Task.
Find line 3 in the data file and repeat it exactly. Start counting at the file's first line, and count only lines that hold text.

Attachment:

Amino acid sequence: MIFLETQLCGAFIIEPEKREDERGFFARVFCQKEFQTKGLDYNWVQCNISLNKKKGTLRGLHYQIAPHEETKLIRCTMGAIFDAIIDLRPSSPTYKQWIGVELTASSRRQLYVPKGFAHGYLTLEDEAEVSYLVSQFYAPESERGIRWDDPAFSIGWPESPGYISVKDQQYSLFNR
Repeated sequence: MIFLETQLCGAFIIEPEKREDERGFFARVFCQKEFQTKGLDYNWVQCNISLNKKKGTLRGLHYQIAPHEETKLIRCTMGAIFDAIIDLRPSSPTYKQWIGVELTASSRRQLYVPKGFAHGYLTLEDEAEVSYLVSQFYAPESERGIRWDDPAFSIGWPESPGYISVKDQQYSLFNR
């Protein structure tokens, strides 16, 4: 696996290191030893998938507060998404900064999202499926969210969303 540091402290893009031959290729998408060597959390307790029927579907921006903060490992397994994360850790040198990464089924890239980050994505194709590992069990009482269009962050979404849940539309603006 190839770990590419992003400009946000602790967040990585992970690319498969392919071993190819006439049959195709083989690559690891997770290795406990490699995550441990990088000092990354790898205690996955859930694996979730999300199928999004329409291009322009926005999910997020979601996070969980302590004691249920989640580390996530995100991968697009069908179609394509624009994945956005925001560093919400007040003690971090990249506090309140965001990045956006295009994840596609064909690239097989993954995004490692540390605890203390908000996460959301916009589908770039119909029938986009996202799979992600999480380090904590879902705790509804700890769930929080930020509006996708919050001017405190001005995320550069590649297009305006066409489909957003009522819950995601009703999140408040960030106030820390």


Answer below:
């Protein structure tokens, strides 16, 4: 696996290191030893998938507060998404900064999202499926969210969303 540091402290893009031959290729998408060597959390307790029927579907921006903060490992397994994360850790040198990464089924890239980050994505194709590992069990009482269009962050979404849940539309603006 190839770990590419992003400009946000602790967040990585992970690319498969392919071993190819006439049959195709083989690559690891997770290795406990490699995550441990990088000092990354790898205690996955859930694996979730999300199928999004329409291009322009926005999910997020979601996070969980302590004691249920989640580390996530995100991968697009069908179609394509624009994945956005925001560093919400007040003690971090990249506090309140965001990045956006295009994840596609064909690239097989993954995004490692540390605890203390908000996460959301916009589908770039119909029938986009996202799979992600999480380090904590879902705790509804700890769930929080930020509006996708919050001017405190001005995320550069590649297009305006066409489909957003009522819950995601009703999140408040960030106030820390």